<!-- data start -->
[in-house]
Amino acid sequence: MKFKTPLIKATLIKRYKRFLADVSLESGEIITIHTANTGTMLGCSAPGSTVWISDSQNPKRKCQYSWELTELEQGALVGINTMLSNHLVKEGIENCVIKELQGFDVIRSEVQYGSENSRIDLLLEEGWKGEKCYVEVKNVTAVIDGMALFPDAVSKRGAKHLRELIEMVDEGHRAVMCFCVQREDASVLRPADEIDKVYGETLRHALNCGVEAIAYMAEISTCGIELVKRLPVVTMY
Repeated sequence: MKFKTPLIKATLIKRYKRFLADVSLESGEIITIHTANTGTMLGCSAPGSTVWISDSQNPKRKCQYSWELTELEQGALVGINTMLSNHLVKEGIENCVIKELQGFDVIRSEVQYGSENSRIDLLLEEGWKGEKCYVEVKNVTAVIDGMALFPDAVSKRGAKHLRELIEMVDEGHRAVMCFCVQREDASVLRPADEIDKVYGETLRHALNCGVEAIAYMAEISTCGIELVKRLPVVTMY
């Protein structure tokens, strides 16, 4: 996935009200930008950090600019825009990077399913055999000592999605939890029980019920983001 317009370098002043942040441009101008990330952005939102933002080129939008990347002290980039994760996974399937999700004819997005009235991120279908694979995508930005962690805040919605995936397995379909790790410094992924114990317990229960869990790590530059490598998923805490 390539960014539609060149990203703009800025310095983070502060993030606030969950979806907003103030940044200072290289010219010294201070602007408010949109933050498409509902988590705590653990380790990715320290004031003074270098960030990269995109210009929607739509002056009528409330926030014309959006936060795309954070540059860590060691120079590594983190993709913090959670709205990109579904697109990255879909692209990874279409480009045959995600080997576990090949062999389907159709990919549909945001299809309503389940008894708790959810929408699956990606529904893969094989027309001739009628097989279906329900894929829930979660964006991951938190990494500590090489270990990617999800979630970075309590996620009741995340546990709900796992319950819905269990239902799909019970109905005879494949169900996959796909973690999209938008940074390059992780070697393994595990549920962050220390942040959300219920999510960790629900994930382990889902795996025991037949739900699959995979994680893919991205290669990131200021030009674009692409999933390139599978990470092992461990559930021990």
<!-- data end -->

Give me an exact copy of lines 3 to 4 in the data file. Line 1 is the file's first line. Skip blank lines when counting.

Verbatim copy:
Repeated sequence: MKFKTPLIKATLIKRYKRFLADVSLESGEIITIHTANTGTMLGCSAPGSTVWISDSQNPKRKCQYSWELTELEQGALVGINTMLSNHLVKEGIENCVIKELQGFDVIRSEVQYGSENSRIDLLLEEGWKGEKCYVEVKNVTAVIDGMALFPDAVSKRGAKHLRELIEMVDEGHRAVMCFCVQREDASVLRPADEIDKVYGETLRHALNCGVEAIAYMAEISTCGIELVKRLPVVTMY
């Protein structure tokens, strides 16, 4: 996935009200930008950090600019825009990077399913055999000592999605939890029980019920983001 317009370098002043942040441009101008990330952005939102933002080129939008990347002290980039994760996974399937999700004819997005009235991120279908694979995508930005962690805040919605995936397995379909790790410094992924114990317990229960869990790590530059490598998923805490 390539960014539609060149990203703009800025310095983070502060993030606030969950979806907003103030940044200072290289010219010294201070602007408010949109933050498409509902988590705590653990380790990715320290004031003074270098960030990269995109210009929607739509002056009528409330926030014309959006936060795309954070540059860590060691120079590594983190993709913090959670709205990109579904697109990255879909692209990874279409480009045959995600080997576990090949062999389907159709990919549909945001299809309503389940008894708790959810929408699956990606529904893969094989027309001739009628097989279906329900894929829930979660964006991951938190990494500590090489270990990617999800979630970075309590996620009741995340546990709900796992319950819905269990239902799909019970109905005879494949169900996959796909973690999209938008940074390059992780070697393994595990549920962050220390942040959300219920999510960790629900994930382990889902795996025991037949739900699959995979994680893919991205290669990131200021030009674009692409999933390139599978990470092992461990559930021990």